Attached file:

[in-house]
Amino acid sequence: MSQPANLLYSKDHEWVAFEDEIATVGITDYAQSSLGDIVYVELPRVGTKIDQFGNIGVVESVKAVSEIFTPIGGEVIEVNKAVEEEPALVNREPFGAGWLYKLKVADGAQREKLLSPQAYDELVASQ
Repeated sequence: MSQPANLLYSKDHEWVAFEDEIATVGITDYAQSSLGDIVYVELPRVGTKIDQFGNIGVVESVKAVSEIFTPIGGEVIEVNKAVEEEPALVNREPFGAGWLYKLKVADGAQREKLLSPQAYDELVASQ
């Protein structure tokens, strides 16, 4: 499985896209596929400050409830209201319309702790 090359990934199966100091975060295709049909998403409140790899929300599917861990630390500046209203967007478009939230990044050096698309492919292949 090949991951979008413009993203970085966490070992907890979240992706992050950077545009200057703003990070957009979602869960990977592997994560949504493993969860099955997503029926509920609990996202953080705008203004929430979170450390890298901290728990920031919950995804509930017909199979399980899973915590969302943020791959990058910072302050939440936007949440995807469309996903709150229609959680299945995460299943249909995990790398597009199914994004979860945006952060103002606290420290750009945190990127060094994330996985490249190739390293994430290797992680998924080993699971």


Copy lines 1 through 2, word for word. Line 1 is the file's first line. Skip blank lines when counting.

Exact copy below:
[in-house]
Amino acid sequence: MSQPANLLYSKDHEWVAFEDEIATVGITDYAQSSLGDIVYVELPRVGTKIDQFGNIGVVESVKAVSEIFTPIGGEVIEVNKAVEEEPALVNREPFGAGWLYKLKVADGAQREKLLSPQAYDELVASQ